We will be concerned with one type of potential energy in this unit – chemical bond energy. Chemical bond energy comes from the attractive forces between molecules, and between atoms. This form of energy plays an important role in chemical reactions.
The standard unit for energy is the joule (J). Another standard unit for energy is the calorie. Calories (with a capital C) are used to measure the energy in food; 1 Calorie (capital C) = 1000 calories (lowercase c).. One joule is the amount of energy used by a 100 W light bulb in 0.1 s.. One joule is approximately equal to the amount of energy you expend when you bring a cheeseburger to your mouth.. An ordinary paper match releases a little over 1,000 J when completely burned. Temperature describes the amount of motion that the molecules or atoms in a material have. Fast movement represents high temperature and slow movement represents low temperature. Temperature then is a measure of the average kinetic energy of the particles that make up the substance. Kelvin = o C o C = K –
Thermodynamics and Thermochemistry Thermodynamics is the study of heat and how it can be converted into other energy forms. In thermodynamics, the system is a specific part, often the system is a chemical reaction. The surrounding are typically everything outside the test tube where the chemical reaction is taking place.
An open system can exchange both energy and matter with its surroundings. An active volcano is an example of an open system. A closed system can exchange energy but not matter. A sealed greenhouse is an example of a closed system. An isolated system can exchange neither energy nor matter. A sealed thermos bottle is an isolated system.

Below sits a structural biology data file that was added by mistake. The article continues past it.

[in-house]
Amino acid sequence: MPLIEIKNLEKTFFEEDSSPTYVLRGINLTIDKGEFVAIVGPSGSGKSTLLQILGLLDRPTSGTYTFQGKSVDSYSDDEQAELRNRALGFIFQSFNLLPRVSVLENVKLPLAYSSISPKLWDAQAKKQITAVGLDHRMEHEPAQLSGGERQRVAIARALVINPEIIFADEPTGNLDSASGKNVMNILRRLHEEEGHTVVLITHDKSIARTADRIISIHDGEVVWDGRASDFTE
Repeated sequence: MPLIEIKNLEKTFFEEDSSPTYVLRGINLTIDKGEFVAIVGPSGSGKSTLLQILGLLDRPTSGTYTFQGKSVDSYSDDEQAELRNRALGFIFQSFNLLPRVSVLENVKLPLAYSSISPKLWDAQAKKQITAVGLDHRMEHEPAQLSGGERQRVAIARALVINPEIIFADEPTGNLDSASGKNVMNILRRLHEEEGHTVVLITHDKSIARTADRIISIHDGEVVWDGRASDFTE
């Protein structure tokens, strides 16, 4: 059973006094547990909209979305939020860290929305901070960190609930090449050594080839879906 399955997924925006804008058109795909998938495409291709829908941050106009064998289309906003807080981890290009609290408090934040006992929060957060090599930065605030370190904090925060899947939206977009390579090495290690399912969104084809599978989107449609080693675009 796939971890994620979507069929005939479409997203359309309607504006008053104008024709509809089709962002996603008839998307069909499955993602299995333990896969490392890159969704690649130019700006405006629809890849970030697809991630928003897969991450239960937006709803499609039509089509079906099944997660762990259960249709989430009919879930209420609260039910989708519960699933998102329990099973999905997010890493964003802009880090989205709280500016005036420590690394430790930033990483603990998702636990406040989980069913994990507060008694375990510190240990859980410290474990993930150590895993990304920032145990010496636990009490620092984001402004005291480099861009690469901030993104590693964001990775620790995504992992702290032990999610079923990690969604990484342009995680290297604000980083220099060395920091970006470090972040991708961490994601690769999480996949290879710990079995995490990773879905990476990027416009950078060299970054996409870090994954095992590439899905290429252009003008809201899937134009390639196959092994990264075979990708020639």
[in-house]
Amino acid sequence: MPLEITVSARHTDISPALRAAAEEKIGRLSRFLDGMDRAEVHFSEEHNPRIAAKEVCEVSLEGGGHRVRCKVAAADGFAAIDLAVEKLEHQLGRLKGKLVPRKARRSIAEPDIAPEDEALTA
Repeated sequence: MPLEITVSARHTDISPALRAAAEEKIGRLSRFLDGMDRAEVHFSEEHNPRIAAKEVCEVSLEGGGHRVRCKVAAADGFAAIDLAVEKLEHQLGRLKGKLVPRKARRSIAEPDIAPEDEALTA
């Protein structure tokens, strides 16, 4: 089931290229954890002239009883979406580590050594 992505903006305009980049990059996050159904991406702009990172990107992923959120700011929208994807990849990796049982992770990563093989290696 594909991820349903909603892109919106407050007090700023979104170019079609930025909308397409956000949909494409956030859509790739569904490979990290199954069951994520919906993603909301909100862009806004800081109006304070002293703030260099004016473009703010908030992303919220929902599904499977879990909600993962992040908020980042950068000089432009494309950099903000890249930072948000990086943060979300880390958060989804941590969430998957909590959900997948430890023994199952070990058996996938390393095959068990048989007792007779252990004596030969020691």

The First Law of Thermodynamics also known as Law of Conservation of Energy The first law states that energy cannot be created or destroyed. In other words, when a system gains or loses energy from the surroundings, the total energy will be constant.. When octane (C 3 H 8, the main component of gasoline) is burned, chemical bond energy (potential energy) is converted into mechanical energy (pistons moving in the car); kinetic energy) and heat.. When we eat, our bodies convert the chemical energy of the food into movement of our muscles; heat is also produced as a product of this conversion.
This concept can be expressed as: ΔE = q + w The E represents the internal energy. This includes but is not limited to all kinetic energy and potential energy possessed by all components of a system. ΔE is the change in internal energy of a system as a result of heat flow and work. Heat flow is indicated by q, and the work done by the system is w.. q is a positive value if heat is absorbed by the system.. q is a negative value if heat is lost by the system.. w is a positive value if work is done on the system.. w is a negative value if work is done by the system. "In this house we obey the laws of thermodynamics!" (after Lisa constructs a perpetual motion machine whose energy increases with time) — Homer Simpson